BOISE, Idaho and LAS VEGAS, Nevada—July 12, 2016—Kno2™, the company that optimizes patient document exchange for everyone in healthcare, and HealtHIE Nevada, a private health information exchange run by non-profit HealthInsight Nevada, have announced a partnership to extend the capabilities of the HIE to post-acute, behavioral health and long-term support services organizations. The agreement will allow providers that do not have access to electronic document exchange to leverage the Kno2 portal to connect with hospitals, primary care physician offices and other healthcare providers without resorting to fax.
Patients with chronic conditions are increasingly being treated by community-based providers, outside the walls of an acute-care hospital. Such providers can often offer high-quality, high-value care in a setting close to the patient’s home. However, when it comes to health information technology, providers such as diabetes education counselors, behavioral health therapists, and rehabilitation centers may lag behind hospitals and physicians’ offices. The disparity in health IT capabilities can hobble continuity of care for complex patients as they transition among different health care settings.
HealtHIE Nevada and Kno2 are joining forces to help erase these disparities by enabling community providers to exchange documents electronically with doctors and hospitals, regardless of the format of the original document. Whether a document originates from a fax machine, a printer, a scanner or an electronical medical record (EMR), the Kno2 platform can exchange it as an unstructured or structured document that is compatible with hospital and ambulatory EMRs. Community providers without EMRs can receive electronic documents from care partners via Kno2’s web-based portal.
Kno2 is a pioneer in the development of electronic clinical document exchange. The founders of Kno2 (then called Osmosyz) were part of the initial team that formed the Clinical Document Architecture for Common Document Types (CDA4CDT) initiative in 2005. Since that time, CDA4CDT has grown into a national standards consortium for interoperable healthcare documents called the Health Story Project. In 2010, Kno2 was a co-author in developing the unstructured CDA format that provided the missing link to translate simple unstructured documents, such as PDFs, into semi-structured document standard. The Unstructured CDA was incorporated as the ninth template in the C-CDA implementation guide referenced by Meaningful Use. This document template opened up the way for all document types to be able to be exchanged electronically between EMRs, and drive fax out of the healthcare system. In addition, the template has enabled a large swath of providers without certified EMRs, including long-term support services providers, to ease exchange compatibility with doctors and hospitals with varied EMR systems.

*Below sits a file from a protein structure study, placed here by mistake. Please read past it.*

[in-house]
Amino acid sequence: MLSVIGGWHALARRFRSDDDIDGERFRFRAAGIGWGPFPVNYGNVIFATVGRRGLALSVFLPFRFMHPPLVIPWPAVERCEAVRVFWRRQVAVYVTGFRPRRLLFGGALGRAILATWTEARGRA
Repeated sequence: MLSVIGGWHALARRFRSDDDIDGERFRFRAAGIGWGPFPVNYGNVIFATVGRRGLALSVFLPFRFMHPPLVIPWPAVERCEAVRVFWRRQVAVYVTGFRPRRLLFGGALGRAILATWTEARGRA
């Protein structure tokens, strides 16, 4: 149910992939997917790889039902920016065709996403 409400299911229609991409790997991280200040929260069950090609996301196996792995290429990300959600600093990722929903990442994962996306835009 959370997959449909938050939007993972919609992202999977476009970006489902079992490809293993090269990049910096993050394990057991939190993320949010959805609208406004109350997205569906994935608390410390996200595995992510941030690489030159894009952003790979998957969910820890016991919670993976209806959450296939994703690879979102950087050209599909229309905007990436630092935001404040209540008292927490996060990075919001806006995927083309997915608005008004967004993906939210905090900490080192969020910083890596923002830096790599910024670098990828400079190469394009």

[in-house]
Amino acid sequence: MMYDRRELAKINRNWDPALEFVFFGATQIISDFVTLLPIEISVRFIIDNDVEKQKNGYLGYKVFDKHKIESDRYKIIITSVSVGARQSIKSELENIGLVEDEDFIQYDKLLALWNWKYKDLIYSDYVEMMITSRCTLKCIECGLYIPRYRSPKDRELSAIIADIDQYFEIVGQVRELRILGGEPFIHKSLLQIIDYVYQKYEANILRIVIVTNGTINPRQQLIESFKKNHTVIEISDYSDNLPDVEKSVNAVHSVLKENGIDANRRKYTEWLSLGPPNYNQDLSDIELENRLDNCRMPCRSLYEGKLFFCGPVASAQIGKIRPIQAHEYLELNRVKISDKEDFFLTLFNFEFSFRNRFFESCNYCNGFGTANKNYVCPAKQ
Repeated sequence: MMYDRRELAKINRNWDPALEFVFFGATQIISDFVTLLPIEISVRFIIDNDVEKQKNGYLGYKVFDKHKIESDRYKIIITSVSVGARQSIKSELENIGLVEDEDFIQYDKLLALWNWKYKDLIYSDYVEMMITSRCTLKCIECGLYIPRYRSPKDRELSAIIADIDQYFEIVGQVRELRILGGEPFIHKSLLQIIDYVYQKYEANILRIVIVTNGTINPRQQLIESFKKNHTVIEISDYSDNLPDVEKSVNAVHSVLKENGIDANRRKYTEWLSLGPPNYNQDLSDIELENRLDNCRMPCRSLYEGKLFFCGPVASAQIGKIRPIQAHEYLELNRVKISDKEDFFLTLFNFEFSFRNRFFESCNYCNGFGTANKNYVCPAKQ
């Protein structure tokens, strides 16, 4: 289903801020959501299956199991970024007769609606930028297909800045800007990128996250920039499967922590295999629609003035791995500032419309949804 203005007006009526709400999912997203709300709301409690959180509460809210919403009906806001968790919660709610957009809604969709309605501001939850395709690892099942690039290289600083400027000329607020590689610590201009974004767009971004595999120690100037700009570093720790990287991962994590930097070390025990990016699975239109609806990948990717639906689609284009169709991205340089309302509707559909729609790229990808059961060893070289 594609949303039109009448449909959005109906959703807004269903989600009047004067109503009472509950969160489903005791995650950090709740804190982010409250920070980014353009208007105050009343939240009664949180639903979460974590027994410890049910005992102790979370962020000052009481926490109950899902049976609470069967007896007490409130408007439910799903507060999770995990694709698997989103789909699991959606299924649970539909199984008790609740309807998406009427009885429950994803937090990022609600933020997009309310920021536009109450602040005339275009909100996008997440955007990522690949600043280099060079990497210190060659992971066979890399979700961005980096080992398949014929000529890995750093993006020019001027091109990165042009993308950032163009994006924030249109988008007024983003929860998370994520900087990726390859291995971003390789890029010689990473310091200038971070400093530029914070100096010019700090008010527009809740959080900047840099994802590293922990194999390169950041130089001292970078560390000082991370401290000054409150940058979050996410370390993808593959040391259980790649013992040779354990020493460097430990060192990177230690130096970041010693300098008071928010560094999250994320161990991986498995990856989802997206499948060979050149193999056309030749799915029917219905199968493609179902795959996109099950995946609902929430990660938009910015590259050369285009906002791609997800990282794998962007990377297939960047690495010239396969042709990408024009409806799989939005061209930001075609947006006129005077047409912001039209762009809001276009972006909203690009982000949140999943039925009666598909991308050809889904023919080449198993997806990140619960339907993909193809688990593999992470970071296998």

“We are proud to partner with HealtHIE Nevada to enable connectivity for the last mile of care,” said Kno2 President and Chief Technology Officer Therasa Bell. “New electronic document exchange capabilities will make it easier for long-term support services providers to receive and send patient information, ultimately improving both care transitions and patient outcomes.”
HealtHIE plans to sponsor subscriptions to Kno2’s exchange capabilities for three groups of community-based providers, starting with diabetes education counselors. These subscriptions will enable them to both send and receive documents via Direct Message, including vital information on care transitions and post-acute care plans. Ease of transmission will keep hospitals and doctors in the loop about patients’ health status post-discharge or between visits. The ultimate goal is to help reduce readmissions, adverse medication events, and gaps in care.
“HealtHIE Nevada is focused on solving real healthcare problems through technology,” HealtHIE Nevada Director Erick Maddox said. “Our partnership with Kno2 increases our capacity to offer true interoperability for those not already connected, improve exchange of timely data, get rid of reliance on fax, and upgrade providers at the edge of the network to a real-time method of exchange.”